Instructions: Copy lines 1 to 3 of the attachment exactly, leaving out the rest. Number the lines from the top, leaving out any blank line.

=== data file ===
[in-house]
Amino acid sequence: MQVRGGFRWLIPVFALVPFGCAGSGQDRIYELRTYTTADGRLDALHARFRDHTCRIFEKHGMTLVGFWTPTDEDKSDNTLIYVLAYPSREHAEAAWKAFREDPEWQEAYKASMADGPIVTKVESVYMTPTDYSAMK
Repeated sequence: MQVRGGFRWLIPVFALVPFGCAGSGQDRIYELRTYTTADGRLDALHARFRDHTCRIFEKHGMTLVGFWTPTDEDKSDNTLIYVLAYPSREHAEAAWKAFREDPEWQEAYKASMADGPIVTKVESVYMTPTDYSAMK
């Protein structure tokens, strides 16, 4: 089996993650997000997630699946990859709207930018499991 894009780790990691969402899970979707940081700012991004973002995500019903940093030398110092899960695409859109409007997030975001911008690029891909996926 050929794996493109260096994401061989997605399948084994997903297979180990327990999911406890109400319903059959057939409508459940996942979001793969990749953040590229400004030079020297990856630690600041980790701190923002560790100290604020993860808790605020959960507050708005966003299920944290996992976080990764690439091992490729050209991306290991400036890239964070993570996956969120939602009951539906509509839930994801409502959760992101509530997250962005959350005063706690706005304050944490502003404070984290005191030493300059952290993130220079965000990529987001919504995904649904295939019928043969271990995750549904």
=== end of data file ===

[in-house]
Amino acid sequence: MQVRGGFRWLIPVFALVPFGCAGSGQDRIYELRTYTTADGRLDALHARFRDHTCRIFEKHGMTLVGFWTPTDEDKSDNTLIYVLAYPSREHAEAAWKAFREDPEWQEAYKASMADGPIVTKVESVYMTPTDYSAMK
Repeated sequence: MQVRGGFRWLIPVFALVPFGCAGSGQDRIYELRTYTTADGRLDALHARFRDHTCRIFEKHGMTLVGFWTPTDEDKSDNTLIYVLAYPSREHAEAAWKAFREDPEWQEAYKASMADGPIVTKVESVYMTPTDYSAMK